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dc.contributor.authorAusthof, Erika
dc.contributor.authorBell, Melanie L.
dc.contributor.authorRiddle, Mark S.
dc.contributor.authorCatalfamo, Collin
dc.contributor.authorMcFadden, Caitlyn
dc.contributor.authorCooper, Kerry
dc.contributor.authorScallan Walter, Elaine
dc.contributor.authorJacobs, Elizabeth
dc.contributor.authorPogreba-Brown, Kristen
dc.date.accessioned2022-08-05T19:31:40Z
dc.date.available2022-08-05T19:31:40Z
dc.date.issued2022-07-08
dc.identifier.citationAusthof, E., Bell, M. L., Riddle, M. S., Catalfamo, C., Mcfadden, C., Cooper, K., Scallan Walter, E., Jacobs, E., & Pogreba-Brown, K. (2022). Persisting gastrointestinal symptoms and post-infectious irritable bowel syndrome following SARS-CoV-2 infection: Results from the Arizona CoVHORT. Epidemiology and Infection.en_US
dc.identifier.issn0950-2688
dc.identifier.pmid35801302
dc.identifier.doi10.1017/s0950268822001200
dc.identifier.urihttp://hdl.handle.net/10150/665556
dc.description.abstractIn this study we aimed to examine the association between gastrointestinal (GI) symptom presence during acute SARS-CoV-2 infection and the prevalence of GI symptoms and development of post-infectious irritable bowel syndrome (PI-IBS). We used data from a prospective cohort and logistic regression to examine the association between GI symptom status during confirmed SARS-CoV-2 infection and prevalence of persistent gastrointestinal symptoms at ≥45 days. We also report the incidence of PI-IBS following SARS-CoV-2 infection. Of the 1,475 participants in this study, 33.8% (n=499) had GI symptoms during acute infection. Cases with acute GI symptoms had an odds of persisting GI symptoms 4 times higher than cases without acute GI symptoms (OR=4.29, CI: 2.45, 7.53); symptoms lasted on average 8 months following infection. Of those with persisting GI symptoms, 67% sought care for their symptoms and incident PI-IBS occurred in 3.0% (n=15) of participants. Those with acute GI symptoms after SARS-CoV-2 infection are likely to have similar persistent symptoms 45 days and greater. These data indicate that attention to a potential increase in related healthcare needs is warranted.en_US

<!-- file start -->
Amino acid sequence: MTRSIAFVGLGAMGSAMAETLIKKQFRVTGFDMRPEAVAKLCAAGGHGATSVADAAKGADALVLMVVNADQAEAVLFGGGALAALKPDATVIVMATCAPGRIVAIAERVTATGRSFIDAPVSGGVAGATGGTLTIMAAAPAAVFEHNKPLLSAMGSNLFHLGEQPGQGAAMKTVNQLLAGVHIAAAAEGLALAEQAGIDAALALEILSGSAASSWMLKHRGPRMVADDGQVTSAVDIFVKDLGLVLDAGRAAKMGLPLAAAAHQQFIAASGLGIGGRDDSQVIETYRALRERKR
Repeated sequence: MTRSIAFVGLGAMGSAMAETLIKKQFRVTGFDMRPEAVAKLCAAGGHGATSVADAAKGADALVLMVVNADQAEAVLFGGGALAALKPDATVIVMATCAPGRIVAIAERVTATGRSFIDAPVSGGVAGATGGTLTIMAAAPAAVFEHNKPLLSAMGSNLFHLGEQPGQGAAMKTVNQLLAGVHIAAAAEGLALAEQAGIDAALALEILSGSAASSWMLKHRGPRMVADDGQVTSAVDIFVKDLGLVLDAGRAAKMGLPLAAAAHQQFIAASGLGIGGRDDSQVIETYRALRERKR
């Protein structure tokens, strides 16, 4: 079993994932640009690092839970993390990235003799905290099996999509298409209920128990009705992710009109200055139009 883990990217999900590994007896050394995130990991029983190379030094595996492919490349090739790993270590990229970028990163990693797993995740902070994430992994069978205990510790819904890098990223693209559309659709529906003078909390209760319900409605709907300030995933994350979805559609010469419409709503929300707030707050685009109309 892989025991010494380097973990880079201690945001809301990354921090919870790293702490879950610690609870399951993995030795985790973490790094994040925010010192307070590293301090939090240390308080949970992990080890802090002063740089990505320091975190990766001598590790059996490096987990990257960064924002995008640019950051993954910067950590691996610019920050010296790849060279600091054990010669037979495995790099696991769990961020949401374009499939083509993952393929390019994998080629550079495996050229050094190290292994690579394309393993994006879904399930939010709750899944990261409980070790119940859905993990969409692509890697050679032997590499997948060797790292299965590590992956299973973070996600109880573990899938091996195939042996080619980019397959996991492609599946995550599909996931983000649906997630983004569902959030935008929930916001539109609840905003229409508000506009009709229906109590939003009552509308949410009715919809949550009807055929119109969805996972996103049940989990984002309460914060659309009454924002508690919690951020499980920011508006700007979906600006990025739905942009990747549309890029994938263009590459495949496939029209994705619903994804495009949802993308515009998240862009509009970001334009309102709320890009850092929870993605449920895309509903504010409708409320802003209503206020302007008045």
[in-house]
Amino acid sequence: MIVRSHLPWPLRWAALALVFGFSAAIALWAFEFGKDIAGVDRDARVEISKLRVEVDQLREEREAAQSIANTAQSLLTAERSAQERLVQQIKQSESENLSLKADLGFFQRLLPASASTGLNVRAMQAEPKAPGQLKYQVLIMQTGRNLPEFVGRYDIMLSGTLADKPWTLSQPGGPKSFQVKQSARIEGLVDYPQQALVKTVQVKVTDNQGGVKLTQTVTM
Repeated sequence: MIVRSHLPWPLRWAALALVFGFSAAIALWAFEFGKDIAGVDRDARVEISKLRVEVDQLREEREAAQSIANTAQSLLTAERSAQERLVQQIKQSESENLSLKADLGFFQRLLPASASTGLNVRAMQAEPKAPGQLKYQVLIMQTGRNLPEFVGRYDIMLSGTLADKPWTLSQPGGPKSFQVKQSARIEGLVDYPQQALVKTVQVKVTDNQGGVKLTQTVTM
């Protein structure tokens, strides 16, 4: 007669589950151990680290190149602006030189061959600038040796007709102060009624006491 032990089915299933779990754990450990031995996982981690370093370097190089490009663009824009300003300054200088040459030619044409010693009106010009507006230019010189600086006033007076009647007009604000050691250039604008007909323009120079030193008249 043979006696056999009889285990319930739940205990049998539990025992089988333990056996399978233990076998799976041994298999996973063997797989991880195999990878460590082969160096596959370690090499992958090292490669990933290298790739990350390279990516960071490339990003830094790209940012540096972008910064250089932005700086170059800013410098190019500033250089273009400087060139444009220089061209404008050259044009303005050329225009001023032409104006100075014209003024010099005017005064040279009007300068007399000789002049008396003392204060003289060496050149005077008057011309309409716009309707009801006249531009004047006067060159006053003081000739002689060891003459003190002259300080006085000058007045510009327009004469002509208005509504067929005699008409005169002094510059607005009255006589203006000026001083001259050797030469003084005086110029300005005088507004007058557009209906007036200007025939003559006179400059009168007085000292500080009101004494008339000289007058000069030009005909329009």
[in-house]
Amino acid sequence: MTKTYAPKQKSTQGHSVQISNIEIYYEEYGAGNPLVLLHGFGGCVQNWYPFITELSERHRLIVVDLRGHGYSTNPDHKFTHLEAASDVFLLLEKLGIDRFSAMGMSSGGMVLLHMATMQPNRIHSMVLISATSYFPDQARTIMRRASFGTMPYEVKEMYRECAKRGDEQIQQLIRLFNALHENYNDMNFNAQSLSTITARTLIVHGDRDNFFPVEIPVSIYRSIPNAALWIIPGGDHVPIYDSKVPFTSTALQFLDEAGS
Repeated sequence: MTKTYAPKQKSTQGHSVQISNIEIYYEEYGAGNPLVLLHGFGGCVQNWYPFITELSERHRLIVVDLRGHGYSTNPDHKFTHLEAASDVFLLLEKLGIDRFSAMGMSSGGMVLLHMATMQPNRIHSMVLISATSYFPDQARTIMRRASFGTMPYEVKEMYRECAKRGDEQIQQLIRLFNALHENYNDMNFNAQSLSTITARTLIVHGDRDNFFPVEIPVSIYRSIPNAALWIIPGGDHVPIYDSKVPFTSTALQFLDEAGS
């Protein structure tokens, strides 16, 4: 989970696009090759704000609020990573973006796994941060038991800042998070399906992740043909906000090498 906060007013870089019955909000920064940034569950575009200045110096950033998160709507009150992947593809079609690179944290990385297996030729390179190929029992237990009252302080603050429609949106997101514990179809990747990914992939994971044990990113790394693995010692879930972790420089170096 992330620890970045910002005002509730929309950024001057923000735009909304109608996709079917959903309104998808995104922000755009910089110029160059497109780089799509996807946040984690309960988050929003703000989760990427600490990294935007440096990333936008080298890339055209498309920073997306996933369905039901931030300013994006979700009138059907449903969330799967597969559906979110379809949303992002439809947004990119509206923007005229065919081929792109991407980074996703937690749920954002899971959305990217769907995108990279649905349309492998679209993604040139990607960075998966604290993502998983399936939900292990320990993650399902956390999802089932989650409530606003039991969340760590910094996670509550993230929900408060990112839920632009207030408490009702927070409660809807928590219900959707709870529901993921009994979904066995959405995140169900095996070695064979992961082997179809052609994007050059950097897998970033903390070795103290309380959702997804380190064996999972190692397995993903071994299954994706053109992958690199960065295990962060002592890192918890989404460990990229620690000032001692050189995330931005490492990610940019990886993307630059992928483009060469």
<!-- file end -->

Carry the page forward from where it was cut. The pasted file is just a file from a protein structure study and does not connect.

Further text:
dc.language.isoenen_US
dc.publisherCambridge University Press (CUP)en_US
dc.rightsCopyright © The Author(s), 2022. Published by Cambridge University Press. This is an Open Access article, distributed under the terms of the Creative Commons Attribution licence (http://creativecommons.org/licenses/by/4.0/).en_US
dc.rights.urihttps://creativecommons.org/licenses/by/4.0/en_US
dc.subjectCOVID-19en_US
dc.subjectgastrointestinalen_US
dc.subjectpost-acute sequelae of COVID-19en_US
dc.subjectpost-infectious irritable bowel syndromeen_US
dc.titlePersisting gastrointestinal symptoms and post-infectious irritable bowel syndrome following SARS-CoV-2 infection: Results from the Arizona CoVHORTen_US
dc.typeArticleen_US
dc.identifier.eissn1469-4409
dc.contributor.departmentUniversity of Arizona, Mel and Enid Zuckerman College of Public Health, Department of Epidemiology & Biostatisticsen_US
dc.identifier.journalEpidemiology and Infectionen_US
dc.description.noteOpen access articleen_US
dc.description.collectioninformationThis item from the UA Faculty Publications collection is made available by the University of Arizona with support from the University of Arizona Libraries. If you have questions, please contact us at repository@u.library.arizona.edu.en_US
dc.eprint.versionFinal published versionen_US
dc.identifier.piiS0950268822001200
dc.source.journaltitleEpidemiology and Infection
dc.source.volume150
refterms.dateFOA2022-08-05T19:31:40Z


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Copyright © The Author(s), 2022. Published by Cambridge University Press. This is an Open Access article, distributed under the terms of the Creative Commons Attribution licence (http://creativecommons.org/licenses/by/4.0/).
Except where otherwise noted, this item's license is described as Copyright © The Author(s), 2022. Published by Cambridge University Press. This is an Open Access article, distributed under the terms of the Creative Commons Attribution licence (http://creativecommons.org/licenses/by/4.0/).